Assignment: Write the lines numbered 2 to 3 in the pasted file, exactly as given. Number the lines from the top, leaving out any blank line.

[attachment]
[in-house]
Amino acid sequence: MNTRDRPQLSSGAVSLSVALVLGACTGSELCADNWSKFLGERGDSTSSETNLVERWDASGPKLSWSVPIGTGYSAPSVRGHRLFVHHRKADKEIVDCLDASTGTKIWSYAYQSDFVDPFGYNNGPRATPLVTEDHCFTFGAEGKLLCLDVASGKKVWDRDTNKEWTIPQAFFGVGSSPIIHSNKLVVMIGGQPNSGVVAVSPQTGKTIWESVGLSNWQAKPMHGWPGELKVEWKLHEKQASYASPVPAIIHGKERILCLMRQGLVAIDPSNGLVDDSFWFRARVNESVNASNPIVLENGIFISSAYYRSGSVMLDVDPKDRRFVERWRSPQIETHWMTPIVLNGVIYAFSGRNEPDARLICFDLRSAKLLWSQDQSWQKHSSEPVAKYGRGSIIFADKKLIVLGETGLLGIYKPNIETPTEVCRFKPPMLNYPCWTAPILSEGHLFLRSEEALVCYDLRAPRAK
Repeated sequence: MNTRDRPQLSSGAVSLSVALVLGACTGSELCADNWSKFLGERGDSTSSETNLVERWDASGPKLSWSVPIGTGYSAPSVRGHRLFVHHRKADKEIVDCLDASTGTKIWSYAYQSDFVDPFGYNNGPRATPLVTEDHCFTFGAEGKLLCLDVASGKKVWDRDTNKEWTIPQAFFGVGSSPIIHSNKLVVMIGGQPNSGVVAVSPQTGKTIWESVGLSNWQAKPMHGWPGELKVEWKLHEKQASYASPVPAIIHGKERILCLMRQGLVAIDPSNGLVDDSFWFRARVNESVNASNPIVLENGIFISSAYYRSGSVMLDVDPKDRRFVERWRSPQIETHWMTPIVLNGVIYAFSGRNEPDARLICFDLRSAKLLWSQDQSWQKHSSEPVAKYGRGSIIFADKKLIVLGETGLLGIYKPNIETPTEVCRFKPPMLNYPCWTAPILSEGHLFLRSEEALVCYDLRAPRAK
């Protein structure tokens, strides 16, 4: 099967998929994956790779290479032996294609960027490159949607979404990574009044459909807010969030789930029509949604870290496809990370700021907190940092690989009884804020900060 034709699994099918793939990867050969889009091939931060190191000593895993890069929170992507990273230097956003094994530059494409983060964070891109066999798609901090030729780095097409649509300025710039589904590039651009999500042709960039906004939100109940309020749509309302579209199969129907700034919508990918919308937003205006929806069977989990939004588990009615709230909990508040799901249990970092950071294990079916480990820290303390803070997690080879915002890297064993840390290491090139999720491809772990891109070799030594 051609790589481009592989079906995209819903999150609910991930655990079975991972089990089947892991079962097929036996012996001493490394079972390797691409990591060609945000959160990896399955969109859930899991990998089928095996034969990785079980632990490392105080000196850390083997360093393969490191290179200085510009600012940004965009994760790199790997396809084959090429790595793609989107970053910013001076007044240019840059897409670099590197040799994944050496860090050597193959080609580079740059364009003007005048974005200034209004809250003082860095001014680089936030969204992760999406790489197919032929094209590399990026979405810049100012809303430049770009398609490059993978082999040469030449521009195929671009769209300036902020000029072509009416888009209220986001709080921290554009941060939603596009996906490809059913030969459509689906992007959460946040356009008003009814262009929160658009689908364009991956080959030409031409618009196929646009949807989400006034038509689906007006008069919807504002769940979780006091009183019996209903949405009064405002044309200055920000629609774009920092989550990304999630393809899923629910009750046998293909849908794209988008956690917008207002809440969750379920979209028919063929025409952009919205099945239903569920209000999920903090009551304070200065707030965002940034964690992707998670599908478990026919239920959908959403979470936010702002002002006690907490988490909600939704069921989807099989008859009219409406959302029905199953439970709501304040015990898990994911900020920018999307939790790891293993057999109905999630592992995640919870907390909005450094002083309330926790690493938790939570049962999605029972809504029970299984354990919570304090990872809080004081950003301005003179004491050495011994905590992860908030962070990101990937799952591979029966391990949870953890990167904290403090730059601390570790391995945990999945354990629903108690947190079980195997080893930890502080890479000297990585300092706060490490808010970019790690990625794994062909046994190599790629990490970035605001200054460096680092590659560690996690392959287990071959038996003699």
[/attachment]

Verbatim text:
Amino acid sequence: MNTRDRPQLSSGAVSLSVALVLGACTGSELCADNWSKFLGERGDSTSSETNLVERWDASGPKLSWSVPIGTGYSAPSVRGHRLFVHHRKADKEIVDCLDASTGTKIWSYAYQSDFVDPFGYNNGPRATPLVTEDHCFTFGAEGKLLCLDVASGKKVWDRDTNKEWTIPQAFFGVGSSPIIHSNKLVVMIGGQPNSGVVAVSPQTGKTIWESVGLSNWQAKPMHGWPGELKVEWKLHEKQASYASPVPAIIHGKERILCLMRQGLVAIDPSNGLVDDSFWFRARVNESVNASNPIVLENGIFISSAYYRSGSVMLDVDPKDRRFVERWRSPQIETHWMTPIVLNGVIYAFSGRNEPDARLICFDLRSAKLLWSQDQSWQKHSSEPVAKYGRGSIIFADKKLIVLGETGLLGIYKPNIETPTEVCRFKPPMLNYPCWTAPILSEGHLFLRSEEALVCYDLRAPRAK
Repeated sequence: MNTRDRPQLSSGAVSLSVALVLGACTGSELCADNWSKFLGERGDSTSSETNLVERWDASGPKLSWSVPIGTGYSAPSVRGHRLFVHHRKADKEIVDCLDASTGTKIWSYAYQSDFVDPFGYNNGPRATPLVTEDHCFTFGAEGKLLCLDVASGKKVWDRDTNKEWTIPQAFFGVGSSPIIHSNKLVVMIGGQPNSGVVAVSPQTGKTIWESVGLSNWQAKPMHGWPGELKVEWKLHEKQASYASPVPAIIHGKERILCLMRQGLVAIDPSNGLVDDSFWFRARVNESVNASNPIVLENGIFISSAYYRSGSVMLDVDPKDRRFVERWRSPQIETHWMTPIVLNGVIYAFSGRNEPDARLICFDLRSAKLLWSQDQSWQKHSSEPVAKYGRGSIIFADKKLIVLGETGLLGIYKPNIETPTEVCRFKPPMLNYPCWTAPILSEGHLFLRSEEALVCYDLRAPRAK